'All work and no play, eh?' Ransom says, pityingly, indicating towards a neighbouring barstool with a benign and inclusive sweep of his arm. Gene frowns. In truth, he feels scant inclination to get involved in a fatuous discussion with the tipsy Yorkshireman (he's on duty and has a certain number of chores to complete before knocking off at one) but then he detects an odd look – almost of desperation – in Ransom's bloodshot eyes and slowly relents.
Okay, Gene confides (backing into the stool and perching a single, taut buttock on it), so yes, if put on the spot he will admit that he does think Korean woman are quite beautiful. They have a certain measure of ... of poise, a certain ... a certain understated ... uh ... grace ...
Ransom scowls when Gene uses the word 'grace'. The word 'grace' has no place – no place at all – in the kind of conversation he was angling for. Gene (as luck would have it) is also scowling now (and rapidly backtracking), saying that, on reflection, he hasn't actually met that many Korean women in his life, apart from a couple who work in local restaurants. He says he therefore supposes that his assessment of the virtues of Korean women – as a unified class – is based entirely on a series of ill-considered – even stereotypical – ideas he has about Eastern women, and he is sure that this is a little stupid – even patronizing – of him because Korean women are doubtless very idiosyncratic, with their own distinct features and dreams and ideas and habits.
'I'll grant you that,' Ransom concurs with a sage nod (informing Jen of his need for another drink with an imperiously raised finger). 'They've got much fuller tits than the Japanese.'
Gene draws back, dismayed, uncertain whether Ransom is joking or not. Ransom collapses forward on to the bar, shaking his head (apparently experiencing this same problem, first-hand). 'Fuuuuck,' he groans, 'I honestly can't believe I just said that.'
Gene peers over at Jen (who has chosen to ignore Ransom's request and is now cleaning out the coffee machine). He stands up and goes to fetch Ransom the drink himself (thereby symbolically re-emphasizing the wide emotional, intellectual and psychological distance between them by dint of the happy barrier that is the bar).
As Ransom continues to groan (banging his forehead, gently, on the bar top), Gene goes on to say how he once watched a fascinating documentary about a Japanese girl who was kidnapped by the North Korean government – quite randomly – as she walked home from school one day. The girl was called Nagumi ... no ... no, Me-gumi, he corrects himself. Apparently (he continues) the North Koreans kidnapped many such young Japanese during this particular historical timeframe (the mid- to late 1970s) to study their behaviour so that their spies could pretend to be Japanese while undertaking terrorist attacks abroad. It transpires that the cultural differences between the North Koreans and the Japanese are very marked (Gene quickly warms to his theme), the way they wash their faces, for example, is very different (he impersonates the two styles: one a lazy splash, the other a more frenetic rub). The way they excuse themselves after sneezing. The way they say hello. The way they blow their noses or position their napkins. All tiny but vital cultural differences.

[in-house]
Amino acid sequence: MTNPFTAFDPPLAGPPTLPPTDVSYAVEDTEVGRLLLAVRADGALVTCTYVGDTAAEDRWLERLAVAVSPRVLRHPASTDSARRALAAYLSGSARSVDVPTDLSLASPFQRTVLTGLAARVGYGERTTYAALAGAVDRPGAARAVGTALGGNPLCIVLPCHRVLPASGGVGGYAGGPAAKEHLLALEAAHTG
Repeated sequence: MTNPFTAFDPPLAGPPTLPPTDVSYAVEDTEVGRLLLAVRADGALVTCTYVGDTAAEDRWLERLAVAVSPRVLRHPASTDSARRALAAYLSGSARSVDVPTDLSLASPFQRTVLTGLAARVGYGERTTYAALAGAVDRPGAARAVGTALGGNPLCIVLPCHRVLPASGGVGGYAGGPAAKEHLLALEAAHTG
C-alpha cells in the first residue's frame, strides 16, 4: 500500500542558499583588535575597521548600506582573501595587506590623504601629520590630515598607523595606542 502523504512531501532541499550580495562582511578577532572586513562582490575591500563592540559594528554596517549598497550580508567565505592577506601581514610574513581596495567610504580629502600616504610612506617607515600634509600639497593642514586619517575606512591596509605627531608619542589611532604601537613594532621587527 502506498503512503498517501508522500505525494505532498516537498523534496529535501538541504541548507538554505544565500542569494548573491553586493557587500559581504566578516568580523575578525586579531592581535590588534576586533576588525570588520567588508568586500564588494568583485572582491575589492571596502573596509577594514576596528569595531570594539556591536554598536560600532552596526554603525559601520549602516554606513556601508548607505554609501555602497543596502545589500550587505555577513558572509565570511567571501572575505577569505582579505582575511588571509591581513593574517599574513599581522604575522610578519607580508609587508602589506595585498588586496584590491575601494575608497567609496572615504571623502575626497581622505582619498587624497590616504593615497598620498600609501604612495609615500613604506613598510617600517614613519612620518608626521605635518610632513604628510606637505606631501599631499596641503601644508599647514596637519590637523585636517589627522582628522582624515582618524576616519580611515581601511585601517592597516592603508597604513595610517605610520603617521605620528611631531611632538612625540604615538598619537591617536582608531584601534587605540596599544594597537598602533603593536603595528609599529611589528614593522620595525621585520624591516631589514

'Michelle Wie,' Stuart Ransom suddenly butts in (having taken a long draught of his new drink, straight from the bottle), 'has massive feet. Whenever I watch her play I just keep staring at her feet. They're friggin' huge ...'
'But I still find her pretty damn tasty all the same,' Ransom avows, glancing down at his phone again and noticing, as he does so, that his hand is shaking. He grimaces, clenches his fingers into a tight fist and then shoves his hand, scowling furiously, into his trouser pocket.
'Merde! This is useless! My hand just keeps shaking!' her mother grumbles – in her strange, heavily accented English – awkwardly adjusting a toothbrush between her fingers.
'Because you're holding it all wrong,' Valentine explains. 'You're holding it like you'd hold a pen. Why not try and hold it like you'd hold a ... a ...' – she thinks hard for a second – 'a hairbrush?'
As she speaks, Valentine lifts a warm, bare foot from the bathroom linoleum (producing a tiny, glutinous, farting sound) and then dreamily inspects the steamy imprint that remains. She imagines her neat heel as the nose (or jaw) of a cartoon reindeer, and her toes as its modest, five-pronged crown of truncated horns.
'I DON'T FUCKING REMEMBER!' her mother suddenly yells, hurling the offending toothbrush into the toilet bowl.
'Bloody hell, Mum!' Valentine retrieves the toothbrush, runs it under the hot tap, squeezes on some more paste and then patiently proffers it back to her.
'I CAN'T USE THAT FILTHY THING NOW!' her mother bellows. 'ARE YOU COMPLETELY INSANE?!'
'Shhhh!' Valentine whispers, pointing to the door. 'It's after twelve. You'll wake Nessa.'
'But how do I hold a hairbrush?'
Her mother begins hunting around the bathroom for a hairbrush.
'Like this ...' Valentine neatly demonstrates exactly how to hold the toothbrush.
'But that's a toothbrush and I want a hair brush,' her mother snaps. 'I want to know how I'd hold a hair brush.'
Valentine opens the bathroom cabinet. 'Here's a comb,' she says, removing an old nit comb from behind a medicated shampoo bottle.
She passes it over.
Her mother takes the comb. She holds it correctly, instinctively. She stares at it for a moment, blinks, and then: 'Why the hell have you given me a fucking nit comb?' she demands.